An expert has shared the most hygienic way to dry your bedding, duvets and mattress protectors.
We all love the feeling of getting into freshly washed and clean smelling sheets. As a general rule, most people should be washing their bedding covers once a week – that’s bed sheets, pillow cases and duvet covers – at 60 degrees for most fabrics, which? reports.
One thing not commonly spoken about is the best and most hygienic way of drying your bedding.
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Which? says people should try to dry their bedding, duvets and mattress protectors outside, especially with summer around the corner. Driying bedding in UV light (the sunlight) will help kill any micro-organisms living on your sheets.
If you have limited or no outdoor space, there are other drying options you can try. The most important thing is to make sure all parts of your bedding are completely dry before remaking your bed, as dampness and moisture can lead to nasty bacterial build-up and mould.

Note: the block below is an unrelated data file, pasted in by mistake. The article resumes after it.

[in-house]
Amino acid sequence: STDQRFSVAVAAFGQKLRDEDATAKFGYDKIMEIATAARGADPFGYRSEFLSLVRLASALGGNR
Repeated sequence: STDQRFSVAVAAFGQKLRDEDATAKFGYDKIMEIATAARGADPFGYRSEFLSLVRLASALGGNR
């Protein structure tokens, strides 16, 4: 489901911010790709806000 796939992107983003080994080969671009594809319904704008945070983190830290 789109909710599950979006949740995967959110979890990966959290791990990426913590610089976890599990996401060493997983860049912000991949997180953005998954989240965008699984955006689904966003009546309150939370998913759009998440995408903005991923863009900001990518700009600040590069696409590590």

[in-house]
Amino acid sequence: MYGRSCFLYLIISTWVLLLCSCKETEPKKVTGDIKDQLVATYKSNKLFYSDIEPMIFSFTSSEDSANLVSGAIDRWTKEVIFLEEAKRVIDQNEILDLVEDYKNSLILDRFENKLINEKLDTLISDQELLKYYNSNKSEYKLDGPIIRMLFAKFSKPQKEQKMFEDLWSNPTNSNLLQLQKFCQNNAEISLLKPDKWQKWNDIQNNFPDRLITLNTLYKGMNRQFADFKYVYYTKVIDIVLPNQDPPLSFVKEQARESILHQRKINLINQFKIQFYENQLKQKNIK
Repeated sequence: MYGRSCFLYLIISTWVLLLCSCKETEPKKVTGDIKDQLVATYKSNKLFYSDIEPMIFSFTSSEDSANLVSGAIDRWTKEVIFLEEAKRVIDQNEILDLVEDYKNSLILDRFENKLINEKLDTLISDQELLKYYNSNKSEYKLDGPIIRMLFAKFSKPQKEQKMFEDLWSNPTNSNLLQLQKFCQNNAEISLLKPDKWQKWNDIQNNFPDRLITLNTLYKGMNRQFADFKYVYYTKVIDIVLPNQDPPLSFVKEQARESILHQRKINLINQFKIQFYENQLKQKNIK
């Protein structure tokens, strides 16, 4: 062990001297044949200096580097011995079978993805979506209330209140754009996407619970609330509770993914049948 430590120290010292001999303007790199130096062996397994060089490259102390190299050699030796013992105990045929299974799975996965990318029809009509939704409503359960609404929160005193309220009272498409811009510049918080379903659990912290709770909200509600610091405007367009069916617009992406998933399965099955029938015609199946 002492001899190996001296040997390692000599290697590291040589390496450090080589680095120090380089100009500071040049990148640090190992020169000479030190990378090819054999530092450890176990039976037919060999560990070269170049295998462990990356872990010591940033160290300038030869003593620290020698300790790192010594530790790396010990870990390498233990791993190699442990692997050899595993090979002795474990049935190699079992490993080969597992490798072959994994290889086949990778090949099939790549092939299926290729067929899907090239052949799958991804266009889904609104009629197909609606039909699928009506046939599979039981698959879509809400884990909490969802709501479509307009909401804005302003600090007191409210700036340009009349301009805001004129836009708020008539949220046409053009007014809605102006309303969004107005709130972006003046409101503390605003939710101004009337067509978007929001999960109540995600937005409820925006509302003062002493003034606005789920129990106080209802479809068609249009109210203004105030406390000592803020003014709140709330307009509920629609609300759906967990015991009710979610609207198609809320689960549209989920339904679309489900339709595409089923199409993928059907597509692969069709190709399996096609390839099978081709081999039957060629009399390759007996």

It’s also important to make sure you are cleaning your sheets properly, which sleep expert April Mayer from Amerisleep telling the ECHO leaving your sheets too long could make you ill.
Ms Myer said: “The typical adult sheds 1.5 grams of dry skin a day, and with a large amount of time spent in bed, a high amount is found in the bedsheets. These skin flakes attract dust mites, one of the most common causes of asthma and allergies, including coughing, runny nose, sneezing, and itchy mouth, eyes, nose, or skin.
“Dust mites have an ideal temperature of 15-21 o C, which is also the recommended temperature for getting sleep. This makes bedsheets an excellent habitat for dust mites to live due to the perfect temperature and high supply of dead skin flakes.
“Regularly cleaning your bedsheets eradicates dust mites and prevents the build-up of dead skin.”